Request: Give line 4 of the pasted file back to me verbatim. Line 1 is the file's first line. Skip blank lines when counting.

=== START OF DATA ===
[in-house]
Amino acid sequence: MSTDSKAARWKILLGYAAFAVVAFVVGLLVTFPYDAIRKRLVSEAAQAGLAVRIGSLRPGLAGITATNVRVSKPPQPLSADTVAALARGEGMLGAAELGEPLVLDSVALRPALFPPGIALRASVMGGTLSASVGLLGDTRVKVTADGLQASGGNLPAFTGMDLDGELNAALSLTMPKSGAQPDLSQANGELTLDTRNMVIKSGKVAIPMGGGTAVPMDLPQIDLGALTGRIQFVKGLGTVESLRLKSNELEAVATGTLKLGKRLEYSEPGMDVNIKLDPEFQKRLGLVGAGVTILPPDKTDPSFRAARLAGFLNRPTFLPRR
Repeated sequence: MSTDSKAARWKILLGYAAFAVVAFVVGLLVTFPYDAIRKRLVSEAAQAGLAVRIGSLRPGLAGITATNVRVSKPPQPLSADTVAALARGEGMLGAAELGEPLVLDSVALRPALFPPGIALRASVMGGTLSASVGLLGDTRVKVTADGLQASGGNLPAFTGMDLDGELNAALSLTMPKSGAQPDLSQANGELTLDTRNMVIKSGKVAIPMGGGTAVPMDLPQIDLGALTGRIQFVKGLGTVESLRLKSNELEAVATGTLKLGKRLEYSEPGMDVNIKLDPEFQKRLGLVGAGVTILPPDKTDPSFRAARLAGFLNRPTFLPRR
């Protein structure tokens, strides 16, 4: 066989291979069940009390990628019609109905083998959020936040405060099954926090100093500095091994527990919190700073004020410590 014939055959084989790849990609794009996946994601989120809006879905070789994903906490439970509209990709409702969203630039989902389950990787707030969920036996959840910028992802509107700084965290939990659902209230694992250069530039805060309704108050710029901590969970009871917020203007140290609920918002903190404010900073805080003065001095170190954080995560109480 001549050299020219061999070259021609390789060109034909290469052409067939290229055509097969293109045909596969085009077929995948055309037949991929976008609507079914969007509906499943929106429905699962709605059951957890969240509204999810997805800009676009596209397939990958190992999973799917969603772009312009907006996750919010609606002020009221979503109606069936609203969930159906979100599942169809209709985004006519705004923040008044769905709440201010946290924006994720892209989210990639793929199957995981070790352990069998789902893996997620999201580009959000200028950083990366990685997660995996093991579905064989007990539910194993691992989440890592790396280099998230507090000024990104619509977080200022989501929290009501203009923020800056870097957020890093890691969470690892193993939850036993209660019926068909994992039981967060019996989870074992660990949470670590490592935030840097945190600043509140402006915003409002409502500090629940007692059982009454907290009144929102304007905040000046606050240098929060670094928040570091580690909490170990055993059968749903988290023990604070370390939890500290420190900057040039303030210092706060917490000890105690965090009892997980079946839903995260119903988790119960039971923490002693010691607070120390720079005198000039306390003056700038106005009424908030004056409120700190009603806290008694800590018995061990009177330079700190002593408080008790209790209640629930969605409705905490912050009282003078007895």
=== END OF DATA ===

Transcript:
């Protein structure tokens, strides 16, 4: 066989291979069940009390990628019609109905083998959020936040405060099954926090100093500095091994527990919190700073004020410590 014939055959084989790849990609794009996946994601989120809006879905070789994903906490439970509209990709409702969203630039989902389950990787707030969920036996959840910028992802509107700084965290939990659902209230694992250069530039805060309704108050710029901590969970009871917020203007140290609920918002903190404010900073805080003065001095170190954080995560109480 001549050299020219061999070259021609390789060109034909290469052409067939290229055509097969293109045909596969085009077929995948055309037949991929976008609507079914969007509906499943929106429905699962709605059951957890969240509204999810997805800009676009596209397939990958190992999973799917969603772009312009907006996750919010609606002020009221979503109606069936609203969930159906979100599942169809209709985004006519705004923040008044769905709440201010946290924006994720892209989210990639793929199957995981070790352990069998789902893996997620999201580009959000200028950083990366990685997660995996093991579905064989007990539910194993691992989440890592790396280099998230507090000024990104619509977080200022989501929290009501203009923020800056870097957020890093890691969470690892193993939850036993209660019926068909994992039981967060019996989870074992660990949470670590490592935030840097945190600043509140402006915003409002409502500090629940007692059982009454907290009144929102304007905040000046606050240098929060670094928040570091580690909490170990055993059968749903988290023990604070370390939890500290420190900057040039303030210092706060917490000890105690965090009892997980079946839903995260119903988790119960039971923490002693010691607070120390720079005198000039306390003056700038106005009424908030004056409120700190009603806290008694800590018995061990009177330079700190002593408080008790209790209640629930969605409705905490912050009282003078007895």